What can we expect in net for the American Olympic hockey team in Sochi? Goaltending is absolutely critical, and yet, it's almost impossible to predict. The fate of the team's medal hopes could ultimately rest on the shoulders of one of the team's three goalies, Ryan Miller, Jonathan Quick or Jimmy Howard.
A look at each goalie's current NHL performance using analytics can help set expectations for Sochi. It can determine who the starter will likely be, his chances of getting dethroned before the medal games and how they might handle the toughest challenges along the way.
We begin with a look at each of these goalies, why we believe Miller will be the starter, how much to expect from Quick and Howard, and how they might fare both against their toughest round-robin challenge (Russia) and overall.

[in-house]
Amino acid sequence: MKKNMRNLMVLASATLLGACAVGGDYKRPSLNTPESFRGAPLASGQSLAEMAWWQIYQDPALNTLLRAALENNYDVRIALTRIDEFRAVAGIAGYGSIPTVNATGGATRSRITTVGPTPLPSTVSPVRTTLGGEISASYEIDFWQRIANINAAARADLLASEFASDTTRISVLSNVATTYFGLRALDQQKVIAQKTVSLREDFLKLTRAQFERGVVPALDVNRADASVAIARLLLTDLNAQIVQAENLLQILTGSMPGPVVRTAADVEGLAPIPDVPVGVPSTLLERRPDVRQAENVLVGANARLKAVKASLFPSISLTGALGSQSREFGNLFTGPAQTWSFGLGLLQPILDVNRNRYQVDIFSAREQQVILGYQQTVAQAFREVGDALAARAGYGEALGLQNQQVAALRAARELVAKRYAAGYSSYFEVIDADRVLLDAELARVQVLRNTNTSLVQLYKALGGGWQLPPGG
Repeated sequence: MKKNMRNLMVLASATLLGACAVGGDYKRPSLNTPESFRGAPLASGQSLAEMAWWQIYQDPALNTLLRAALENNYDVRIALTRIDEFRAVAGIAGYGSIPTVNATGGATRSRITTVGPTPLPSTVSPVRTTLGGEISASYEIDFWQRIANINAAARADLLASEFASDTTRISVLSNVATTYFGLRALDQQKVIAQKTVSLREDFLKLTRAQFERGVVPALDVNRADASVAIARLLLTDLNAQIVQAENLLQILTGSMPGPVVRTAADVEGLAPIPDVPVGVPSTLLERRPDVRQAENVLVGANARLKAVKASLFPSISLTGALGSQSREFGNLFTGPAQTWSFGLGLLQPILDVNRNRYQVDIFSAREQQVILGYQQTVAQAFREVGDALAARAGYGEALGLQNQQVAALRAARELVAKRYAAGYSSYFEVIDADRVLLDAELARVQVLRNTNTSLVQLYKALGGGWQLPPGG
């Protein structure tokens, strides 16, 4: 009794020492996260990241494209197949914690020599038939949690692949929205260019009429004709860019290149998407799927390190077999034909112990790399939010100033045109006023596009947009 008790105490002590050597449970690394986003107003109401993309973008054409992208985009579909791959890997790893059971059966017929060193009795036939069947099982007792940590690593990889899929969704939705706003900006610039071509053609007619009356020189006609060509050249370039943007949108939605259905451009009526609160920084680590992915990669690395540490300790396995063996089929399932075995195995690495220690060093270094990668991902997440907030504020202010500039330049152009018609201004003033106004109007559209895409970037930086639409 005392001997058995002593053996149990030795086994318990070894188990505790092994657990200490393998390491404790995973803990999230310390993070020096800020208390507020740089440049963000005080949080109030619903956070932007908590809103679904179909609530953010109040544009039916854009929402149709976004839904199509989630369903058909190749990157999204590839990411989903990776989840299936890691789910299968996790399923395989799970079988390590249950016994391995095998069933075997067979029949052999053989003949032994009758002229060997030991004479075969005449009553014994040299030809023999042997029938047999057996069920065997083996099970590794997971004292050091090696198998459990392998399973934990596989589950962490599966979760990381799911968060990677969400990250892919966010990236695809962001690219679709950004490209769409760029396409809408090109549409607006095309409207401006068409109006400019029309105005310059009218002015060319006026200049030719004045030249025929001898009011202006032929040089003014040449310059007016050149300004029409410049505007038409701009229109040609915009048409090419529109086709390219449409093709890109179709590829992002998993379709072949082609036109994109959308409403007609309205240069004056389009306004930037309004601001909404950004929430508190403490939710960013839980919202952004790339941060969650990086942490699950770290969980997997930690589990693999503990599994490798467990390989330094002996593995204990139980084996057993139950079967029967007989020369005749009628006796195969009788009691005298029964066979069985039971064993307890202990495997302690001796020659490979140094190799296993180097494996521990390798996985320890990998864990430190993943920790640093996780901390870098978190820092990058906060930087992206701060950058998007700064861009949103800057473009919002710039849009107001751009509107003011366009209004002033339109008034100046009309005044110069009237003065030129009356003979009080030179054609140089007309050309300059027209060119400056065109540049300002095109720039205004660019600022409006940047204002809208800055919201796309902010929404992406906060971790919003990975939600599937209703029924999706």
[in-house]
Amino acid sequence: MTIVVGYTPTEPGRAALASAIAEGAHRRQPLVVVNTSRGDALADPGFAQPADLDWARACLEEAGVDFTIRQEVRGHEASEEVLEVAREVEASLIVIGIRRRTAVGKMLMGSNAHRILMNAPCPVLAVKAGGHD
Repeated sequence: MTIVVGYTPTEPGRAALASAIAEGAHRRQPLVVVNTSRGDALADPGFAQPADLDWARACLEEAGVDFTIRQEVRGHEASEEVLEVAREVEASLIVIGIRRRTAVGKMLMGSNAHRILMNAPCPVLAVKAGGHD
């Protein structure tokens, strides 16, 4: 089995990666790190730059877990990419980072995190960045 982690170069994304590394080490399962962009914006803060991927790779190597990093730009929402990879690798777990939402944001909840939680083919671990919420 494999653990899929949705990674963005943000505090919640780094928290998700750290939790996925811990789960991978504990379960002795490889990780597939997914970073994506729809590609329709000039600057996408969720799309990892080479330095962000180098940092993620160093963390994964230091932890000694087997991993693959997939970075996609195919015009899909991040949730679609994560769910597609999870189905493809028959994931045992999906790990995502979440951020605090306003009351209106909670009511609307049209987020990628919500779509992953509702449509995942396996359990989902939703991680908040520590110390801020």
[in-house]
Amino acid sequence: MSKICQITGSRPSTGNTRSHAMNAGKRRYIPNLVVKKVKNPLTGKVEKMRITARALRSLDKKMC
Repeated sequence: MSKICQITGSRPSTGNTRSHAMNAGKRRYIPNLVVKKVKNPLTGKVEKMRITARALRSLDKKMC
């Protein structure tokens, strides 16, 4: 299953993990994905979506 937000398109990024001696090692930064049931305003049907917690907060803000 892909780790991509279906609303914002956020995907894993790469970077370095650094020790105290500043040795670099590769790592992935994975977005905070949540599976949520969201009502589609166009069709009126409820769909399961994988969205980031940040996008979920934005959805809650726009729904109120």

All advanced statistics are via writer's own original research, unless otherwise noted.
Miller has an impressive .926 save percentage this year, but surprisingly, it's just .928 at even strength. He has 24 quality starts in 36 games, or an excellent 66.7 percent. His great reputation in the shootout is backed by a very good career save percentage of .708.
Miller has been voted the league's best goalie in the CCHA, the AHL, the NHL and even in the Olympics. He brings the big-game experience of being the starting goalie and MVP in the 2010 Olympics in Vancouver.
He's technically sound with great positioning and has a hybrid style that relies on his tremendous athleticism. He comes from a real hockey-playing family, with one brother and three cousins having played in the NHL.
In Buffalo, he has become quite comfortable with having to face a lot of shots while still maintaining a consistent level of play.
Miller has no obvious weaknesses, simply some areas that opponents might target. For instance, he's 33, not all that big and could be tired from his current NHL workload, making him therefore susceptible to some aggressive net-crashing. Other than that, any grievances are trivial, such as his being outspoken and not always a great puck-handler.